CHICORA, Pa. (AP) — Russia's "big bang" meteor on Friday morning caused a light burst big enough to blaze up the sky and a noise boom loud enough to shatter windows and damage buildings.
While western Pennsylvania falls into the rest of the northeastern U.S. as witness to periodic meteor showers and occasional one-shot spectacular celestial events, the last one that really perked up the public was nearby in Chicora, Butler County.
At about 6 p.m. on June 24, 1938, a huge fireball exploded over the small borough of Chicora. At first, the commotion was thought to have been caused by an explosion at a nearby building used to store gunpowder.
Gathering outside their homes, citizens soon learned the spectacular sound-and-light show was caused by a meteor streaking across the early evening sky. Written accounts noted witnesses said it "sounded like thunder" and a sharp spike of light like a fireball exploding was enveloped in what looked like a huge cloud.
While there were no injuries reported, one cow at a Chicora farm was reputedly killed by a small stone pellet, perhaps part of a larger meteorite. Another anecdote suggests only the "cow's hide was injured."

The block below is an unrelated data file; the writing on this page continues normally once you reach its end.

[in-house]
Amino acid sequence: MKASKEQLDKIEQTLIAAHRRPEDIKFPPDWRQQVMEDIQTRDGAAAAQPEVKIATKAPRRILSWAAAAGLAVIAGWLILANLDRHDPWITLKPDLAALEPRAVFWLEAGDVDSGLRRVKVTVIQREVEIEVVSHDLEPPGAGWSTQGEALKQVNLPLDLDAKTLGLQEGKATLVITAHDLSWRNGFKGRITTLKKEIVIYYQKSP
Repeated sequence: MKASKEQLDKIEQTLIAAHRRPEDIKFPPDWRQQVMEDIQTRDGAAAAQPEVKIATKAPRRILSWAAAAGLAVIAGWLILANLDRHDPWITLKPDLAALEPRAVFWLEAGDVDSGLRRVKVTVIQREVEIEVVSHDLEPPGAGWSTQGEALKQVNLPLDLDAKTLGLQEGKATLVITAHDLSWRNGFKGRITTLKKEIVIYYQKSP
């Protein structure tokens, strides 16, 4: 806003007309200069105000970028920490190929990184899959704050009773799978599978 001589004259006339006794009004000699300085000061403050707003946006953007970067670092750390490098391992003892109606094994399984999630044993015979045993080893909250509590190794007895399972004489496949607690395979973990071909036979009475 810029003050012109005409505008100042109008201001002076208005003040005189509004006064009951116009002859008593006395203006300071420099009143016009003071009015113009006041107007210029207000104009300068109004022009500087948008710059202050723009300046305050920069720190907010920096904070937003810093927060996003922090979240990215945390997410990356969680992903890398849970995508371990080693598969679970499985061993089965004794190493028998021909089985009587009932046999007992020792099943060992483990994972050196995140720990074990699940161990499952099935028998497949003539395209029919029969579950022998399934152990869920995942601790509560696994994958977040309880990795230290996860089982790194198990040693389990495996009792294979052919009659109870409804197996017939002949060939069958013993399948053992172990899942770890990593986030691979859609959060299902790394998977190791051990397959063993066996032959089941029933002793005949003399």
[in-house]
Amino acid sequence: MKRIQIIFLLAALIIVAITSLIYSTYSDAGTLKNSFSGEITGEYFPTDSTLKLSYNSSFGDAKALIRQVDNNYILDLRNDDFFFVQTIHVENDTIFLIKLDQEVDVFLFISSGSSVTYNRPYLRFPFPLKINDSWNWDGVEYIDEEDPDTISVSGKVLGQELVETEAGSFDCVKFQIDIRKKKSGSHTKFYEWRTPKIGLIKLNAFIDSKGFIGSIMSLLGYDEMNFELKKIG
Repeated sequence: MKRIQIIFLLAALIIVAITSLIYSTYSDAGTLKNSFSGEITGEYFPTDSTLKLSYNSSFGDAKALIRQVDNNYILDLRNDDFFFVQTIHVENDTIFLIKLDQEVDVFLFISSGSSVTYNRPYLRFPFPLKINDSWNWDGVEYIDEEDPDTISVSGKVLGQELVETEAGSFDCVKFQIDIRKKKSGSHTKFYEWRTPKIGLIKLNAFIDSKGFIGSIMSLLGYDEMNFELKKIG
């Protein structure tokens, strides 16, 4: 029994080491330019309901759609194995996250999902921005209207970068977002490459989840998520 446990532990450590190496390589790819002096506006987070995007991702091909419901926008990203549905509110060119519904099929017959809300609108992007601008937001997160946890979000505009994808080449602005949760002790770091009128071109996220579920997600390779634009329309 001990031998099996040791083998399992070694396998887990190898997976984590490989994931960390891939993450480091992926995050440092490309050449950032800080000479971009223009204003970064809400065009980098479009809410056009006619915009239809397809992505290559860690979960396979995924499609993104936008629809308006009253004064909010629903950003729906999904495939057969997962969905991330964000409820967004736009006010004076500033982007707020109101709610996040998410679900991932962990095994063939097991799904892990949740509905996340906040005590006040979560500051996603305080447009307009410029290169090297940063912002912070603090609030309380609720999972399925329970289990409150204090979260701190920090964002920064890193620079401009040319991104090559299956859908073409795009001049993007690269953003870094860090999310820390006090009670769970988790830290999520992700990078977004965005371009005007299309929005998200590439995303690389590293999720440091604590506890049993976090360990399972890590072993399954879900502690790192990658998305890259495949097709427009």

Later scientific studies would show that estimates based on the meteor trajectory and its trail of smoke showed the meteor weighed about 625 tons before it entered the earth's atmosphere. It exploded about 12 miles above the Earth's surface.
Had it progressed closer to Earth before exploding, note the studies, it would have destroyed much of nearby Pittsburgh and resulted in very few survivors.
The cause of the Butler County sky display is known as "the Chicora Meteor," named because of where it occurred. Only two meteor fragments were found initially but two more were discovered in 1940.
The fist-size meteor fragments were split into two collections, one set going to the Smithsonian Institution in Washington, D.C., and the other to the Carnegie Museum in Pittsburgh.
In the Chicora Meteor event, the point of impact for the main meteor mass has never been found.
The Chicora strike was not widely reported by newspapers.
In the Oil Valley newspapers, headlines at that time reflected the turmoil in Europe and Adolph Hitler's growing influence, plus a rematch of the Fight of the Century between heavyweights Joe Louis and Max Schmeling. There was no mention of the meteor.
Chicora remains only one of eight sites in Pennsylvania that have yielded meteorites, according to the Carnegie. They have been found in 1850, 1886, 1887, 1891, 1907, 1923, 1938 and 1941.
In western Pennsylvania, those sites include the 1938 meteor at Chicora and two others — the Pittsburgh Meteor find in 1850 and the Bradford Woods Meteor find in 1886, both in Allegheny County.
Information from: The Derrick, http://www.thederrick.com